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What you "see" displayed in Global Mapper does not necessarily represent the full resolution of the data -- take a look in an image program. I took some NY state SPCS NY West data for Rochester (source was in SID unknown compression quality 1 ft resolution) saved it as geotiff and then loaded that. Then reprojected it leaving the default resolution and unchecking (square pixels) and again exported geotiff. My SPCS tiff was 13607x9459 and after reprojecting to geo, the new tiff had the same dimensions. scott s..

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Hi Scott and Dick,Yes exactly, Take a look in an image program of the saved GeoTiff and it is compressed from the north and south or expanded east to west.I am not saying the Sim is altering this, I am saying that resampler is and why? As the >final resulting image data/textures are no longer stretched/compressed.Unstrecthed data > global mapper > reproject= Streched/Compressed and export as > GeoTiff Still=Stretched/Compressed as seen in PhotoShop > run through Resampler = Un stretched/uncompresseed data is the result of the data as viewed before or not in FS.Again I am Saying it goes say from being "square" data to "rectangle" only to have Resample make it "square" again, FS is not really using a true WGS84 LatLon rutine or not?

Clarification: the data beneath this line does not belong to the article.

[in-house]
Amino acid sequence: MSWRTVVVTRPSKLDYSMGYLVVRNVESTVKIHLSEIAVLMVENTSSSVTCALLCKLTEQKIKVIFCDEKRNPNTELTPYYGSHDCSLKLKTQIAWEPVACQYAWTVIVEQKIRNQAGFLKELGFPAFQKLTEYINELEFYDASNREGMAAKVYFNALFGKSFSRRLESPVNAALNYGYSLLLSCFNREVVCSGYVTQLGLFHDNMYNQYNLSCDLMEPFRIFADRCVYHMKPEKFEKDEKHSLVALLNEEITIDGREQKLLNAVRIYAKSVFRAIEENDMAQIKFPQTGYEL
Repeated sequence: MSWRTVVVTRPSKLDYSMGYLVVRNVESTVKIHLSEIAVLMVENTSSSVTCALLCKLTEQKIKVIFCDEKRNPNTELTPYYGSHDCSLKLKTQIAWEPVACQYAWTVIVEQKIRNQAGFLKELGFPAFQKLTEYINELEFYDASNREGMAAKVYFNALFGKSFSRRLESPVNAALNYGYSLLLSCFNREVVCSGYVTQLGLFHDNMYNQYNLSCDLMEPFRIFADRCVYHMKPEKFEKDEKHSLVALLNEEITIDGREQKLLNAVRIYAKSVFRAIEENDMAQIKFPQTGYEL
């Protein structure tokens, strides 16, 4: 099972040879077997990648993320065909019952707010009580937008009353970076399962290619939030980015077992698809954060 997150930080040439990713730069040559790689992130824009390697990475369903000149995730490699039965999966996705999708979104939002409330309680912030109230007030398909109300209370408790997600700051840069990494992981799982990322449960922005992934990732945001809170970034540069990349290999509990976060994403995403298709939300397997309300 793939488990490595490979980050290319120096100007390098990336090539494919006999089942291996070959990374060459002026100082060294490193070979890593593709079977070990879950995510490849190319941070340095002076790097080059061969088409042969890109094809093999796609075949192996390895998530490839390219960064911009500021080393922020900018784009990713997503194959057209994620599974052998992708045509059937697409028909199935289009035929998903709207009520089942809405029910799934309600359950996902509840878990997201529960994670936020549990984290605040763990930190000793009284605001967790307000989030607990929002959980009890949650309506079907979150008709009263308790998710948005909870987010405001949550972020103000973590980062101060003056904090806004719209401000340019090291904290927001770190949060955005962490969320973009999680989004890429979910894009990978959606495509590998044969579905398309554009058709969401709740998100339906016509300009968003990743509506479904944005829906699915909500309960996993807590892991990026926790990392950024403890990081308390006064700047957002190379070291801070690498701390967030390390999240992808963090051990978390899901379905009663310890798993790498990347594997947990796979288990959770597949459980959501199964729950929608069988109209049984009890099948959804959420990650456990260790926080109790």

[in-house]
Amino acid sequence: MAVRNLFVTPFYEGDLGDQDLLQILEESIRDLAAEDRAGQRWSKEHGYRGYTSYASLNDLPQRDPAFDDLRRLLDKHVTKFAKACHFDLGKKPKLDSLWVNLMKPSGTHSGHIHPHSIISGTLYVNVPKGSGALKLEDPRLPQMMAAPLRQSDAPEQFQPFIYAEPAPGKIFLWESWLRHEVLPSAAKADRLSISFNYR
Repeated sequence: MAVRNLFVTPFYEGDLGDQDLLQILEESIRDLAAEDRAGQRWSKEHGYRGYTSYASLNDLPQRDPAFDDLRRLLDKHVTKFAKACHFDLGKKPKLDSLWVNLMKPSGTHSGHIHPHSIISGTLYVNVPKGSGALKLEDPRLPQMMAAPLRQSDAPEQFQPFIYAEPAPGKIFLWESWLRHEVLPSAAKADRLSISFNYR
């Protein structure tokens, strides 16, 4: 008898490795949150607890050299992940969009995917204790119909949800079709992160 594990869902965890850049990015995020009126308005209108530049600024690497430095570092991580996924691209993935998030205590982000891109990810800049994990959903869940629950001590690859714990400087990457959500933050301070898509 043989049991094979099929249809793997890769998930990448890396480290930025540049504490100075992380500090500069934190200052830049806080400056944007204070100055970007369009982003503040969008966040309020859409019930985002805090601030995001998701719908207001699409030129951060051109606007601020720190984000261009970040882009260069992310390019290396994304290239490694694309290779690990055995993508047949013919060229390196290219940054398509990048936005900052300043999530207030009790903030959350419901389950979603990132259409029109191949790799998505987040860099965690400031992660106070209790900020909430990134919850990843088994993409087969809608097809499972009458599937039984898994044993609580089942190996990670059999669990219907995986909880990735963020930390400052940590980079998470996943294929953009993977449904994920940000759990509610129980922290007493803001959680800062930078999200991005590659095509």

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What I am saying is that the "compressed" appearance is strictly a result of how the pixels are mapped on your display. The actual data is exactly the same size (but it is slightly rotated which results in some loss of data). I think the actual data in the sim use latitude in meters and longitude in "pseudodegrees" .scott s..

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"What I am saying is that the "compressed" appearance is strictly a result of how the pixels are mapped on your display. The actual data is exactly the same size (but it is slightly rotated which results in some loss of data). I think the actual data in the sim use latitude in meters and longitude in "pseudodegrees" ."Thanks for the reply Scott,I disagree with you though, if I open up ANY data such as the GeoTiff in PhotoShop or any other program as outputed from Global Mapper in the "required" GeoLatLon format, It is still "compressed" only after resample is done with it does it look "right" again. The rotated part is not a concern as that has remained and is necessary, but the compression is not remaining >After< Resample, thats why I have brought this up, tis un-necessary.You are saying your Outputed data after your GIS has reprojected is not compressed?